“‘Are we a generation driven by hippie values—minus acid, plus funding and smart phones—that can create sustained change?” Mike read from a talk the brothers were prepping for a TEDxEast. “Or are we just a group of overprivileged, underexperienced, overconfident bohemian revivalists that are just trying to defer reality?’” He added, “You know what I’m saying?”
The Radparvars, like many Portlandy Brooklynites, have only the purest motivations. But money, native competitiveness and proximity to the Manhattan media machine are quickly escalating what would pass for endearing quirks in Portland into lucrative commercial ventures and conspicuous consumption in Proco and Bococa.
While Portland seems destined to remain a funky cheap neighborhood for the rest of the nation, Brooklyn has been gentrifying from the Manhattan side in since long before Lonely Planet named Brooklyn “the hippest part of New York City” in 2007.
“You get a concentration of people who are visibly different in some way that’s not repulsive but kind of attractive for other people to consume,” explained Sharon Zukin, a sociology professor at Brooklyn College and author of Naked City: The Death and Life of Authentic Urban Places. “That becomes a kind of brand for a neighborhood, or for the city as a whole, in the case of Portland.
“Then real estate developers start jumping on the bandwagon and marketing the brand, so that what starts out as alternative culture, alternative lifestyle, laid-back, D.I.Y. or whatever you want to call it, that becomes a product and the brand of a place, and then it becomes part of a business cycle where the media pick it up and”—she threw The Observer a bone—“not you, of course, but you know it could be rock critics or lifestyle journalists, they pick it up…and then it becomes very expensive to live there because more affluent people beg to move in, because they want to be different, too.”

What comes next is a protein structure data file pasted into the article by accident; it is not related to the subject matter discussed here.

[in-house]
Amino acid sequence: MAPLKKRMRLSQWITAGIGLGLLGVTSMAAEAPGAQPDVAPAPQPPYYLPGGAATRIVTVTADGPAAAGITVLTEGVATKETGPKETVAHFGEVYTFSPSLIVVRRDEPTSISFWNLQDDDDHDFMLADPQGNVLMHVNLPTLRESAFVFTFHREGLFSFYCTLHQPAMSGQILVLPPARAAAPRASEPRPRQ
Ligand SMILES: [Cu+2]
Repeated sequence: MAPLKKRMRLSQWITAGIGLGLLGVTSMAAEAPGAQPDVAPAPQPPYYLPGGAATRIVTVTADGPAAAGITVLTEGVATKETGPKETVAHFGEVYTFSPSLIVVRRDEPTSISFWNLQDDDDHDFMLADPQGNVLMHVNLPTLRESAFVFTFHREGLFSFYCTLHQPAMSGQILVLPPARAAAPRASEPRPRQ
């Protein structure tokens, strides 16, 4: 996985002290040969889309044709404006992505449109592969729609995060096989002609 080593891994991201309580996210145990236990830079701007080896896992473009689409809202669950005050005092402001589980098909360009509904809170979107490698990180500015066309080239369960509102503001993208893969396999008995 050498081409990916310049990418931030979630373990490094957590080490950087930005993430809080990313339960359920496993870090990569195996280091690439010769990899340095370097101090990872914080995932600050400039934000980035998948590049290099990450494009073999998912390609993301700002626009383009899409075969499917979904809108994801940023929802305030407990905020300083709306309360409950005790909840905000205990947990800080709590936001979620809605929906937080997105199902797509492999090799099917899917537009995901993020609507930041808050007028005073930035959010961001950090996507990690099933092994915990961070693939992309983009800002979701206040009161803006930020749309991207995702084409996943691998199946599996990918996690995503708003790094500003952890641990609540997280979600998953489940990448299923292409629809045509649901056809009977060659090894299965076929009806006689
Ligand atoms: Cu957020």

This process, she added, “seems to be getting more intense faster than before.”
Brooklyn is already so Portlandy that even the media appear to be tiring of the story. “It’s a little overhyped,” admitted Gothamist publisher Jake Dobkin, 34, who grew up in Park Slope. Mr. Dobkin refused to participate when his writers asked for input on a recent listicle, “100 Reasons Why Brooklyn Lives Up to the Hype,” which included Smorgasburg, Kombucha Brooklyn and the borough’s “alt-performance art party scene.”
“Williamsburg is just becoming like a circus,” he said. “When I’m there, I hear the circus music in my head. Mustaches were like 2010. We’re on to mutton chops. Everyone is walking around like the Sartorialist is about to take a picture of them. That’s not a healthy way to live.
“It’s all just becoming so precious,” he reflected. “And Brooklyn is not supposed to be a precious place.”
I don’t want to trash Portland.
It may be precious, but the people who live there enjoy life tremendously. You can eat and drink really well without having to work very hard. I miss having to choose whether to pass the time with pub trivia, disc golf or mushroom hunting.
But I’ve been thinking of checking out Detroit. The Times says an influx of young creative types is turning it into a Midwestern Tribeca.